A fiftieth anniversary edition of Constance Reid's FROM ZERO TO INFINITY was published in January 2006 (there is a delightful Notices of the American Mathematical Society review by Bruce Reznick here). I was absolutely delighted that Constance Reid quoted from a September 1999 email of mine in her two new pages 'What mathematicians and teachers write about FROM ZERO TO INFINITY.' That 1999 initial contact with Constance Reid resulted from an August 1999 email that I sent to the Number Theory Mailing List. To see what Constance quoted you will have to buy her wonderful book, the book that determined the course of my mathematical life. I shall always treasure the signed copy of the 50th anniversary edition which Constance sent to me. (Here is the cover of my 1959 copy.)

In 2017 I was invited by photographer Patrick Bolger (on the recommendation of Tim Robinson) to be photographed for a future collection of his, and to contribute - for inclusion in the collection - some work of mine in my handwriting. I saw it as an opportunity to repay a personal debt to Constance Reid.

My contribution (because Constance had used the term discoveries I decided to also use Discovery One, Two, ..., but, for mathematicians reading this, they should replace Discovery with Theorem):


Page_One.jpg Page_Two.jpg



My author royalties from the sale of Folding Landscapes' A Prime For The Millennium booklet (an explanatory email to my niece Jo and nephew Ben) go to the Irish Cancer Society. See the Millennium prime booklet section of my site for further details.

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A painting by Leeds based artist Tom Marine of the 2000-digit prime was purchased by Turlough Sheehan (Director of Consolidated Distributions Services Ltd.), knowing that Tom would divide the entire amount between the NSPCC (UK) and the Irish Cancer Society. I gave the background to that sale in An Irishman's Diary column (written by me), published by the Irish Times on Tuesday 22nd February 2000. The unedited version of my column article (which contains a reference to D.H. Lehmer, which was omitted in the Irish Times edited version) may be viewed in the Irishman's Diary section of my site.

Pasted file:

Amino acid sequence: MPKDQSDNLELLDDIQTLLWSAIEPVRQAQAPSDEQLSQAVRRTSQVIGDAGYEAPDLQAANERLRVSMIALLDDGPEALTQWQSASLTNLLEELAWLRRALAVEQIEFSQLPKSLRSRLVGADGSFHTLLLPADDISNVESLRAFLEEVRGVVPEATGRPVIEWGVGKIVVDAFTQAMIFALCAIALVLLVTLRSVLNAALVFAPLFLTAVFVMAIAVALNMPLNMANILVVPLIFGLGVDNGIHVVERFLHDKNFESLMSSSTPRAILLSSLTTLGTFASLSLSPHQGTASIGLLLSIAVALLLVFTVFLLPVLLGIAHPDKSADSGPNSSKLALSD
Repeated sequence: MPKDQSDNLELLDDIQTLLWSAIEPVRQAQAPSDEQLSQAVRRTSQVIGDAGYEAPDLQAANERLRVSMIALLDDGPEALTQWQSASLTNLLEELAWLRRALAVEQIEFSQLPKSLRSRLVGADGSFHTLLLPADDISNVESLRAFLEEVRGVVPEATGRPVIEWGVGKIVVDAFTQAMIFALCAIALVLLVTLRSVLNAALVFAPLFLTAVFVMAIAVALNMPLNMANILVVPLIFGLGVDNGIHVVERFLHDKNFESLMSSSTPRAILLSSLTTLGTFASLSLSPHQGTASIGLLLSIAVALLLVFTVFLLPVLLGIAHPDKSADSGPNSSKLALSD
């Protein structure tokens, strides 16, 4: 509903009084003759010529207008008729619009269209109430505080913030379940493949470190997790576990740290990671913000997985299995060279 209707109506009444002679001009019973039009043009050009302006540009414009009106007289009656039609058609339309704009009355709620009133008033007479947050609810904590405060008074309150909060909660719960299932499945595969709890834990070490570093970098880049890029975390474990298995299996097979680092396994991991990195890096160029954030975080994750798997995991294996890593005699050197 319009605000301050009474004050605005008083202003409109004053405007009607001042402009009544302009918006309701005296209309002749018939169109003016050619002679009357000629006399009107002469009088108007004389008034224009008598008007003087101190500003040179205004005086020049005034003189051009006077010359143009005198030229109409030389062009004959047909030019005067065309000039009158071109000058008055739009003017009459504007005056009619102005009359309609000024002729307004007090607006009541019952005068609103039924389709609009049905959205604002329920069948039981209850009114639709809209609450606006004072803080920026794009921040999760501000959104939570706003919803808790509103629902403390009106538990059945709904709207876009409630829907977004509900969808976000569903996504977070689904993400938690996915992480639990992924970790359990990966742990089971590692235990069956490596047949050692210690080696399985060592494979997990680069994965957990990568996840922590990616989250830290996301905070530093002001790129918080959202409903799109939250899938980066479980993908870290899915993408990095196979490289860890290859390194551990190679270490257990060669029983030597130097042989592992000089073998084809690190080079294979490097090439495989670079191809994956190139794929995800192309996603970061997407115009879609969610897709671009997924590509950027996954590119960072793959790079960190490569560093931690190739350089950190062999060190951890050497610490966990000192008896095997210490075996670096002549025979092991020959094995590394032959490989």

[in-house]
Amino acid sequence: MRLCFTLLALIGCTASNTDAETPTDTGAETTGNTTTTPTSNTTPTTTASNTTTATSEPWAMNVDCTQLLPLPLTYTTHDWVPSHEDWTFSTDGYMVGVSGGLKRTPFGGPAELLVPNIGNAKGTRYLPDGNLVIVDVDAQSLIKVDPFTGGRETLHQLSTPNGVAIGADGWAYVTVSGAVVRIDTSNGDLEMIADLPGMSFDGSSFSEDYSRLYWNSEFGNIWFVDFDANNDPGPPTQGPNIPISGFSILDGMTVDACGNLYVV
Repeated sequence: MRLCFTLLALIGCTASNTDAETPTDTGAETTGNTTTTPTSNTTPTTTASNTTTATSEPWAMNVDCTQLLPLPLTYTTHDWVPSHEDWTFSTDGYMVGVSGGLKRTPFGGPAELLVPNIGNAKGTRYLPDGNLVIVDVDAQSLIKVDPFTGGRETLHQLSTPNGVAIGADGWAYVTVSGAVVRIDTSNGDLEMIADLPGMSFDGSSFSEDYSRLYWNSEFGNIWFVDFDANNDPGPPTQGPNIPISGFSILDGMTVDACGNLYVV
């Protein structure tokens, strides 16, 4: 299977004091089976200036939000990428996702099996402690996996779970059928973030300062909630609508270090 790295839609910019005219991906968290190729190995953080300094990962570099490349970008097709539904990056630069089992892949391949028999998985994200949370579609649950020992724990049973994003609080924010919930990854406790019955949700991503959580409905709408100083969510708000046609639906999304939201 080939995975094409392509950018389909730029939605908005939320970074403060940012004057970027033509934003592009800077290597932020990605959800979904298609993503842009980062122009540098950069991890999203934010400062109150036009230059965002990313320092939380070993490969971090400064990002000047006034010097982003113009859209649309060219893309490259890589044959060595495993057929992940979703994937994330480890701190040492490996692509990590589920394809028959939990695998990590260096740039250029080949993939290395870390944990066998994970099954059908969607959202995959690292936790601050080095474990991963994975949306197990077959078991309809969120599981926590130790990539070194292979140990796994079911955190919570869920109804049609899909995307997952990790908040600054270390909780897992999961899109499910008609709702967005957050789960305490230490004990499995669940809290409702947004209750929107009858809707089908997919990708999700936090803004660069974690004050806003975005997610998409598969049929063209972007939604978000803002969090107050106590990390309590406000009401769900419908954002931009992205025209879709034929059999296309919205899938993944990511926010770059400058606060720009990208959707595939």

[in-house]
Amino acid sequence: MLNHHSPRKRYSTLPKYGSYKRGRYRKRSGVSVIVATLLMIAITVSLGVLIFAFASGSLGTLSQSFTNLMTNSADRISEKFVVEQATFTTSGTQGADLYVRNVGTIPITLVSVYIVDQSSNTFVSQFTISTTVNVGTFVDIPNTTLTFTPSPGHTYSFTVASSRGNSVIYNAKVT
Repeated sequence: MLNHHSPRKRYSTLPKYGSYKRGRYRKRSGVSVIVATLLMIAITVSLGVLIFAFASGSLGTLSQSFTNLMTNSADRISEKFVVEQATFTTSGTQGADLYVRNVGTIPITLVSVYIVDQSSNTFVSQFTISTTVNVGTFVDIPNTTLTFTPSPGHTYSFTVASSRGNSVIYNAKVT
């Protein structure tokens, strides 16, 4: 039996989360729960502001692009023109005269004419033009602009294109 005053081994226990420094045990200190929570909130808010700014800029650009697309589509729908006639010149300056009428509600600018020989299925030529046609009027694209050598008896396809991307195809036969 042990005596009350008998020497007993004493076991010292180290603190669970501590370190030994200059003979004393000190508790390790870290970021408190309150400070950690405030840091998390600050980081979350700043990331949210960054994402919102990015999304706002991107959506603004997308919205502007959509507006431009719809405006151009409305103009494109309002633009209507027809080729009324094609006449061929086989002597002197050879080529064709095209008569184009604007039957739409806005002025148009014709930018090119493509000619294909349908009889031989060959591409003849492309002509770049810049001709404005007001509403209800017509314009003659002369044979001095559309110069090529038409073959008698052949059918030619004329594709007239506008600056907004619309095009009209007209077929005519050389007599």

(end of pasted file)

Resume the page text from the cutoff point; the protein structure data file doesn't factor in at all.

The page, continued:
A review ("I loved this book. It is unique and wonderful") by Jerry Verrier which appeared in the Galway Advertiser on Thursday 17th February 2000 may be viewed here.

A brief review ("The booklet is charming, the story well told") by Fernando Q. Gouvêa in the Mathematical Association of America website may be accessed here.

Please tell your family, friends, neighbours (in the USA your neighbors), colleagues, ... about this booklet. Buy a copy for yourself, your family, your friends, your neighbours, ... . If you want a signed copy, at no extra charge!, just ask ... , but you will have to be here in Dublin. Our own signed copy from Tim and Máiréad.

A photograph taken by my wife, Mary, at the Kenny's Bookshop launch on Friday 3rd December 1999 of A Prime For The Millennium; left to right are unknown, myself, Tim Robinson, and Tom Kenny's left elbow.


Tim's introduction.jpg (41679 bytes)

There is another photograph from the Kennys launch in the Photographs section of my site.

A note of Thursday 25th February 2021. Today, rooting through an old box of this-and-that I came upon a lovely find: the two page note that Tim had made for his introduction at Kenny's Bookshop at our launch, and here they are:


Tim_intro_at_Kenny_bookshop_1.jpg


Tim_intro_at_Kenny_bookshop_2.jpg



A note of Monday 23rd January 2023. I dedicated this little booklet to two friends (Proinsias Ní Dhorchaí and Maura Ward, who died within three days of each other, on the 16th and 19th of July 1994) whom I had known from my time in Carysfort College. When I received early copies from Tim Robinson in December 1999 I gave a signed copy to another dear friend - Aideen McMahon - with whom I had also worked in Carysfort, and then, following its closure, in St. Patrick's College, Drumcondra).

From my diary of of 8th Dec. 1999: "Phoned Aideen and was with her for about three hours", and on 24th Dec. "I cycled out to Aideen to give her a pot of my millennium jam: loganberry, raspberry, gooseberry and rhubarb".

Aideen died on the 24th of the following month, January 2000. Had Aideen died before my booklet went to print I would have included her in my dedication. Later her sister Nessa came upon the signed copy I had given to Aideen, and years later Nessa created this beautiful prime number quilt (which she most generously gave to me as a gift), and wrote an article about it in the Winter 2017 issue of the Journal of the Irish Patchwork Society:


Nessa_McMahon_millennium_prime_quilt.jpg

Contact details. jbcosgrave at gmail.com